I analyzed my miscellaneous category and realized that I have gotten lazy and included too much in this category. When I re-analyzed I realized that some of these charges should be categorized as housing (e.g. new stove), transportation (e.g., car taxes) and entertainment (e.g., vacation).


My new plan in 2018 is to set aside money into a separate bank account and pay these “miscellaneous” charges from that account.  Most of these charges are recurring – even if they don’t occur every month (e.g., vacation). I am going to auto-draft the same amount from each paycheck and hopefully this “sinking” fund will pay for these miscellaneous charges – some of these charges are unavoidable (stove quit) and some are discretionary (vacation). However, both are a part of life and I should set money aside monthly – to do otherwise is whistling past the graveyard (i.e., ignoring the obvious).



our % National % per BLS
housing 29% 30%
transportation 10% 16%
food 9% 12%
ins./SS 15% 21%
healthcare 7% 7%
entertainment 4% 5%
charity 11% 3%
misc. 14% 7%
100% 100%


I will provide a little commentary for each category (note the above percentages are after income taxes – remove federal and state income taxes (but not social security) before doing your own calculation).


1) Housing – pretty much in line (a little better) but I hope it gets better in 2018 because we replaced a stove and a couch in 2017; those were fairly large additions to this category that I hope don’t get repeated next year.


2) Transportation – a little better than average – which is kinda surprising because we still have a car loan – see my separate post on cars.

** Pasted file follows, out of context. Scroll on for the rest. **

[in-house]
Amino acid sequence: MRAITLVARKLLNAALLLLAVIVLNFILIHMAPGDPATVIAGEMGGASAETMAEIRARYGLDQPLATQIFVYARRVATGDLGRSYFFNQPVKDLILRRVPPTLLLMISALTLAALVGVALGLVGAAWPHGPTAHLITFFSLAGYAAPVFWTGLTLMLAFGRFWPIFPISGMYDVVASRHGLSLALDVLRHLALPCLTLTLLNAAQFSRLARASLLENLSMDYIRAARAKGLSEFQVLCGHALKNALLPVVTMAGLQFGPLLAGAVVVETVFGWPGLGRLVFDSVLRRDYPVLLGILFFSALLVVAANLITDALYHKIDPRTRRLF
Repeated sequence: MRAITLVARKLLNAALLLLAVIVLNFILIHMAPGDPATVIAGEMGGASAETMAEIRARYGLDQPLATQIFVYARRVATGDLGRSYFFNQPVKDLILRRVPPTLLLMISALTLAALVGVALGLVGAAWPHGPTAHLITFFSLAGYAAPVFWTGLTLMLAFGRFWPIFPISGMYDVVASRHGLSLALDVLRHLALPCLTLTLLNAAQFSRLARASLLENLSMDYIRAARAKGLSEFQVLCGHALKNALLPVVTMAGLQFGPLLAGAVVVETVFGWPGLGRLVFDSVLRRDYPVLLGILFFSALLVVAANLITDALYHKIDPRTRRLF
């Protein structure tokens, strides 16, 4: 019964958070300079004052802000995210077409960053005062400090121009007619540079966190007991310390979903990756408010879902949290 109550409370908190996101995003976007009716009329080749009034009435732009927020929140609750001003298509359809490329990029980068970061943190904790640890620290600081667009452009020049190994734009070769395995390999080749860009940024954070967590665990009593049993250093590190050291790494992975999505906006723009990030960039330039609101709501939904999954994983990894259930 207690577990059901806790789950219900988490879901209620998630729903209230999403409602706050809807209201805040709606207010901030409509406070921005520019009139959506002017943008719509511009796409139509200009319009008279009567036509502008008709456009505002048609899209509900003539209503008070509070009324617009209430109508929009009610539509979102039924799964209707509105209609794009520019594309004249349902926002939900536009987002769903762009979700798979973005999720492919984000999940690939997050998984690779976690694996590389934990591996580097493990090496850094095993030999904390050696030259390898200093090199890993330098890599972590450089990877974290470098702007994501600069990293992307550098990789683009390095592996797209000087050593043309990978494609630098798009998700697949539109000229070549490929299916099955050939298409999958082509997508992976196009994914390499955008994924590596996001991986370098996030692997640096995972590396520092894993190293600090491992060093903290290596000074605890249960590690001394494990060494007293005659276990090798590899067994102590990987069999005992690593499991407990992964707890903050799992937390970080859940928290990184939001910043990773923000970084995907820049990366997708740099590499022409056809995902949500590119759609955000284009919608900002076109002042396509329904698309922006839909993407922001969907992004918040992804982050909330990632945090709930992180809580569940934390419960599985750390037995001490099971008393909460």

3) Food – a little better than average – which is also a little shocking because we could/should do better in 2018 – especially eating out at restaurants – see below a separate post on food.


4) Insurance/Social Security – kind of a weird BLS (bureau of labor statistics) category – we are actually under-budget here but I think that’s actually a bad thing because it means we should contribute more to our retirement. Including social security is a little odd but that’s the way the BLS did it.  See below a separate post on social security.


5) Healthcare – in line with the national average – at least we fully fund our health savings account (HSA) each year and get a bit of a tax break by paying for medical bills and prescriptions from the HSA – it also serves as a sinking fund and doesn’t impact our monthly budget (e.g. take-home pay) – because it’s funded via a payroll deduction.


6) Entertainment – a little better than the national average – probably because I’m a cord cutter, but we still spent a fair amount on vacation expenses and other entertainment (Go Braves!)


7) Charity – a good bit higher than the national average. I’m a Christian and believe that the Bible strongly encourages us to give to others – especially to the church – in order to help the needy and tell people about God.  We are supposed to be Christ-like and God was a giver – John 3:16 – just sayin’


8) Miscellaneous – a good bit higher than the national average – this is mostly due to Mark’s private school tuition – a choice I will definitely make again in 2018 because I know how much better Mark does when his education is specialized for his ADHD.


Let’s compare to how the rich spend their money.


Please send me your feedback about my posts, including ideas for topics I should write about in 2018;  jimmysmoneytips@gmail.com

Happy New Year!



new year